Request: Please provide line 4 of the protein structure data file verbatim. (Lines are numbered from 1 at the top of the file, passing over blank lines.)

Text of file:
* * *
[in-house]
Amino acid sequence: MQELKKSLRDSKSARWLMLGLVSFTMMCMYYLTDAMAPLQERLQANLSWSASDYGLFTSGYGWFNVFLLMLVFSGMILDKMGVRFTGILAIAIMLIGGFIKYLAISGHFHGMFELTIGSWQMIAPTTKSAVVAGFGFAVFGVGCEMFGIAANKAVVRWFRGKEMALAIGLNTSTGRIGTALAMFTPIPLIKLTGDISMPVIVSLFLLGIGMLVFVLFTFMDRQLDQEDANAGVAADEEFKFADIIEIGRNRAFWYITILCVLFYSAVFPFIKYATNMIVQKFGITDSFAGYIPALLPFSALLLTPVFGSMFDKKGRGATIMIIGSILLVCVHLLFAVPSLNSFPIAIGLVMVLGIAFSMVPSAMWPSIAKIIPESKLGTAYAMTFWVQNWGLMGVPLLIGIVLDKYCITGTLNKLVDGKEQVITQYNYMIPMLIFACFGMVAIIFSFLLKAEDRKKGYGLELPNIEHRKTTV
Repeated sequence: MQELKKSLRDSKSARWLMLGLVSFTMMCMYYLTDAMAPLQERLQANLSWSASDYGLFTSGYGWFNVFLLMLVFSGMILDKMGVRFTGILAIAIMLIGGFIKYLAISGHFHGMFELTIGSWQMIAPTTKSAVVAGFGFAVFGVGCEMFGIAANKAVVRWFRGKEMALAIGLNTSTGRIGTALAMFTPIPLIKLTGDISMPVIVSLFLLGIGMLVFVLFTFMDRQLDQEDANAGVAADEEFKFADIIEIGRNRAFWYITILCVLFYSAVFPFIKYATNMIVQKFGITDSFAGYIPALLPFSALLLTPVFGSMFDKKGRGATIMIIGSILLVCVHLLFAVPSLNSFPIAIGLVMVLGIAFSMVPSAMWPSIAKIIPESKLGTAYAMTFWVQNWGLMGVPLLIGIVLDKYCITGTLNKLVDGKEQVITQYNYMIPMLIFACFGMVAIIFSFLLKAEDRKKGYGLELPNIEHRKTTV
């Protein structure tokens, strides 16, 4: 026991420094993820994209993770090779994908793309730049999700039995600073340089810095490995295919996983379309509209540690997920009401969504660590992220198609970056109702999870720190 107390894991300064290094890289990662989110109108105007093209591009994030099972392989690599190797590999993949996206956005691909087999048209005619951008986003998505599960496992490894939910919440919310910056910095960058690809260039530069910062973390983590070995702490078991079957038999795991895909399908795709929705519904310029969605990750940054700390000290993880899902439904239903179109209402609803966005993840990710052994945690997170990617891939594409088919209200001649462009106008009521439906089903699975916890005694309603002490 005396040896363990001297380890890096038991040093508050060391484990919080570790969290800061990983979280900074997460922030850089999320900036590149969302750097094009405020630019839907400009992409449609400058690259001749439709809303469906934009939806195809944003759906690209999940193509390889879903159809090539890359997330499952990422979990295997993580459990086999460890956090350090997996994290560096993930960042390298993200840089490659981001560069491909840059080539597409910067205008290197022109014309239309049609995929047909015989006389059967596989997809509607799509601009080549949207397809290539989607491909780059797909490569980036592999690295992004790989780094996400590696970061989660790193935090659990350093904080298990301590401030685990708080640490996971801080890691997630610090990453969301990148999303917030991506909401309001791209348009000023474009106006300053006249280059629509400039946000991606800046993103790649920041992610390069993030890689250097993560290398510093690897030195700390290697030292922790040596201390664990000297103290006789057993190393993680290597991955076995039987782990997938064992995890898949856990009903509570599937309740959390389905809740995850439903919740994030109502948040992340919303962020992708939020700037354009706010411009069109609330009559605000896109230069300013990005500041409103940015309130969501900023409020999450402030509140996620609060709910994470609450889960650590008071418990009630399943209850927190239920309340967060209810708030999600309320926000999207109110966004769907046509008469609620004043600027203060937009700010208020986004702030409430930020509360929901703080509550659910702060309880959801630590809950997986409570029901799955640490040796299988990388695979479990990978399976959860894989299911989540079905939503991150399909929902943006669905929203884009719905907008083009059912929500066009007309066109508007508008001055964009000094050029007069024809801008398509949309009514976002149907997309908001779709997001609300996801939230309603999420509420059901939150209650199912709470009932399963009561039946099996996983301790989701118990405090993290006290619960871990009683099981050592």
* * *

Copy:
């Protein structure tokens, strides 16, 4: 026991420094993820994209993770090779994908793309730049999700039995600073340089810095490995295919996983379309509209540690997920009401969504660590992220198609970056109702999870720190 107390894991300064290094890289990662989110109108105007093209591009994030099972392989690599190797590999993949996206956005691909087999048209005619951008986003998505599960496992490894939910919440919310910056910095960058690809260039530069910062973390983590070995702490078991079957038999795991895909399908795709929705519904310029969605990750940054700390000290993880899902439904239903179109209402609803966005993840990710052994945690997170990617891939594409088919209200001649462009106008009521439906089903699975916890005694309603002490 005396040896363990001297380890890096038991040093508050060391484990919080570790969290800061990983979280900074997460922030850089999320900036590149969302750097094009405020630019839907400009992409449609400058690259001749439709809303469906934009939806195809944003759906690209999940193509390889879903159809090539890359997330499952990422979990295997993580459990086999460890956090350090997996994290560096993930960042390298993200840089490659981001560069491909840059080539597409910067205008290197022109014309239309049609995929047909015989006389059967596989997809509607799509601009080549949207397809290539989607491909780059797909490569980036592999690295992004790989780094996400590696970061989660790193935090659990350093904080298990301590401030685990708080640490996971801080890691997630610090990453969301990148999303917030991506909401309001791209348009000023474009106006300053006249280059629509400039946000991606800046993103790649920041992610390069993030890689250097993560290398510093690897030195700390290697030292922790040596201390664990000297103290006789057993190393993680290597991955076995039987782990997938064992995890898949856990009903509570599937309740959390389905809740995850439903919740994030109502948040992340919303962020992708939020700037354009706010411009069109609330009559605000896109230069300013990005500041409103940015309130969501900023409020999450402030509140996620609060709910994470609450889960650590008071418990009630399943209850927190239920309340967060209810708030999600309320926000999207109110966004769907046509008469609620004043600027203060937009700010208020986004702030409430930020509360929901703080509550659910702060309880959801630590809950997986409570029901799955640490040796299988990388695979479990990978399976959860894989299911989540079905939503991150399909929902943006669905929203884009719905907008083009059912929500066009007309066109508007508008001055964009000094050029007069024809801008398509949309009514976002149907997309908001779709997001609300996801939230309603999420509420059901939150209650199912709470009932399963009561039946099996996983301790989701118990405090993290006290619960871990009683099981050592």